Common Good Iowa

Speeding faster to the bottom

Posted on May 9, 2024 at 10:27 AM by Mike Owen

The old saying is "a billion here, a billion there, and pretty soon you're talking about real money."

So how about $2 billion?

In Iowa, references by media and politicians to new tax cuts often understate the impact on services. While they note, accurately, that the latest tax bill cuts revenue by about $1 billion over three years,[1] they often miss the bigger picture.

In short, in FY 2026 Iowa revenues will be about $2 billion below what they would have been if not for tax cuts passed in 2022 and 2024 – equivalent to over 20% of the $8.9 billion state budget passed this year.[2] That $2 billion reduction already was in sight; now we’ll get there faster as the graph below shows.[3]

The 2024 bill merely finished the job started in 2022, as the tax-cut package signed May 1 by Governor Kim Reynolds deepened and accelerated cuts already in place. Instead of phasing in a 3.9% flat-rate income tax in tax year 2026, we’ll have a 3.8% rate in tax year 2025.[4]

Both plans overwhelmingly benefit the wealthiest Iowans. The latest one gives only 14% of the tax benefits to 65% of tax filers in the first tax year.[5]

For budget purposes, the biggest additional hit will come in FY 2026 – $605.6 million – the first full fiscal year under the 3.8% flat-rate income tax.

The official projected loss of revenue in FY 2026 is projected to hit $1.95 billion – two years earlier than anticipated under the previous bill.

For now we can all listen to the governor and her legislative allies and pretend it doesn't matter because we’re piling up surpluses – $2.4 billion in the coming year.[6] (There’s that $2 billion figure again!) We have stashed money away as the economy, boosted by federal aid, has kept revenues flowing – all while lawmakers have chronically underfunded investments in Iowa and its future.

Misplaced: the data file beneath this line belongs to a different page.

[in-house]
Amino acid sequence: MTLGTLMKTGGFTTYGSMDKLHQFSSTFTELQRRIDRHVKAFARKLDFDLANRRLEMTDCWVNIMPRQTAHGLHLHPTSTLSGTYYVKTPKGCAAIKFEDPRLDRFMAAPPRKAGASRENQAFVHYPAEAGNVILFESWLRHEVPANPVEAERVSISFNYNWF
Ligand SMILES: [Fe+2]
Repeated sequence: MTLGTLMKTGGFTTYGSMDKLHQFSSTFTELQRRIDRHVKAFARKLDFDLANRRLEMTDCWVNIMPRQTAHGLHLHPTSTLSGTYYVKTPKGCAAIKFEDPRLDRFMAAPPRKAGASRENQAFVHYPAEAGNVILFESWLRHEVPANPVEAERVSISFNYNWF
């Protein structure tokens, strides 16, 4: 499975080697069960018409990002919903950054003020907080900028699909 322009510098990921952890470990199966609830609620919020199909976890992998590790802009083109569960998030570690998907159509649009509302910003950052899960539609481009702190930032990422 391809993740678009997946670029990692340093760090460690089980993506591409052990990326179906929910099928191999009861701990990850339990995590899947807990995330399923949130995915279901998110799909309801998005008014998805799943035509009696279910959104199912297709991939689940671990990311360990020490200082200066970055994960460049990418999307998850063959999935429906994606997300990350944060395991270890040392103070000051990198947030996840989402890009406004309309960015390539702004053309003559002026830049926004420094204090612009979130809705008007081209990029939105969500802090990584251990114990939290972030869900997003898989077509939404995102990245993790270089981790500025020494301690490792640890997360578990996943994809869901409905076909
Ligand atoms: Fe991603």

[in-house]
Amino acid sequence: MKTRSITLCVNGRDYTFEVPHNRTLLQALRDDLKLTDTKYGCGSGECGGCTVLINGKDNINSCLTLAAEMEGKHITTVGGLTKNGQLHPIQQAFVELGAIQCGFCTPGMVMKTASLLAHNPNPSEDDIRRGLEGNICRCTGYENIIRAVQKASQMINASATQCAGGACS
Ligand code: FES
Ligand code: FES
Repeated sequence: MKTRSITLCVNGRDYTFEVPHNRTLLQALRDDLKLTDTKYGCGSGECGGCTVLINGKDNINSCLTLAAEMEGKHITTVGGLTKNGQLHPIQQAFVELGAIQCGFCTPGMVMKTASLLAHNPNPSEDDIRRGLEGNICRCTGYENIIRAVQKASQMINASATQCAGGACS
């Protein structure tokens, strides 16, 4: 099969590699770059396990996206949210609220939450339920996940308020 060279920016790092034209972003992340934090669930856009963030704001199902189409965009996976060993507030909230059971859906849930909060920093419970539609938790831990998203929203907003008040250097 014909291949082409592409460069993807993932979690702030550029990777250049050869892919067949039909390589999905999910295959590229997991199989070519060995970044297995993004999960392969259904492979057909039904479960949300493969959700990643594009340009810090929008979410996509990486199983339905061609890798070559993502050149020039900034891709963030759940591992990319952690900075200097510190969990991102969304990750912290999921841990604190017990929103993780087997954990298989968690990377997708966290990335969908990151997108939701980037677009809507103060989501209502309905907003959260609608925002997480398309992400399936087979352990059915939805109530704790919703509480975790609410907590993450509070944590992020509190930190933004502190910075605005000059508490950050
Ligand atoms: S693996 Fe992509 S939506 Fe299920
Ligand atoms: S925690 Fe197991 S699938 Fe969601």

By any responsible analysis, the implications are severe for Iowa to sustain public services expected by its residents – let alone to enhance them.

Supplemental State Aid comparison FY02-11 to FY12-25But the cuts do matter. Even without the impact of the recent cuts, Iowa has held per-pupil education spending growth at 2% on average for 14 years.

That doesn’t keep up. Schools already are announcing new cuts due to the funding issues, not just from low state support but the additional pressure caused by funding a second – and unaccountable – school system through private-school vouchers.[7]

Education is the biggest part of the budget, and while it’s being hit, it’s by far not the only example of meager support even before the new tax cuts take their toll, when surpluses fade and one-time reserves are tapped. State parks are another example – they cannot be maintained adequately because of underfunding.[8]

Common sense tells you it will only get worse.


Mike Owen is deputy director of Common Good Iowa. Contact:


[1] Legislative Services Agency, Fiscal Note, SF 2442, April 19, 2024. See Figure 5, General Fund Fiscal Impact.
[2] Legislative Services Agency, State of Iowa Projected Condition of the General Fund, page 1, Net Appropriations, Legislative Action FY 2025.
[3] The baseline for this graph is the 2022 LSA fiscal note for HF2317, June 23, 2022, and revenue projections current at that time. Revenue triggers in that bill caused some corporate income-tax cuts to take effect earlier, in FY 23 and FY 24, than indicated in the original table, Figure 2.
[4] Note: The flat rate tax of 3.8% will take effect Jan. 1, 2025, so it will only be in place for half of the first fiscal year in which it is implemented, ending June 30, 2025. The first full fiscal year with the new rate in place will be FY 2026.
[5] Table 2.2, Estimated Change in Individual Income Tax Liability by Taxable Income Level Under Proposal 2. Estimates for tax year 2025. Iowa Department of Revenue letter to Eric Richardson, Legislative Services Agency.
[6] Ibid, page 1, Ending Balance – Surplus, Legislative Action FY 2025.
[7] Grace King, The Gazette, Cedar Rapids. “$5.5 million cut from Iowa City schools budget next year.” March 27, 2024.
[8] Linh Ta, Axios. “Iowa state parks need $100 million in repairs.” March 26, 2024.

Categories: Budget & taxes

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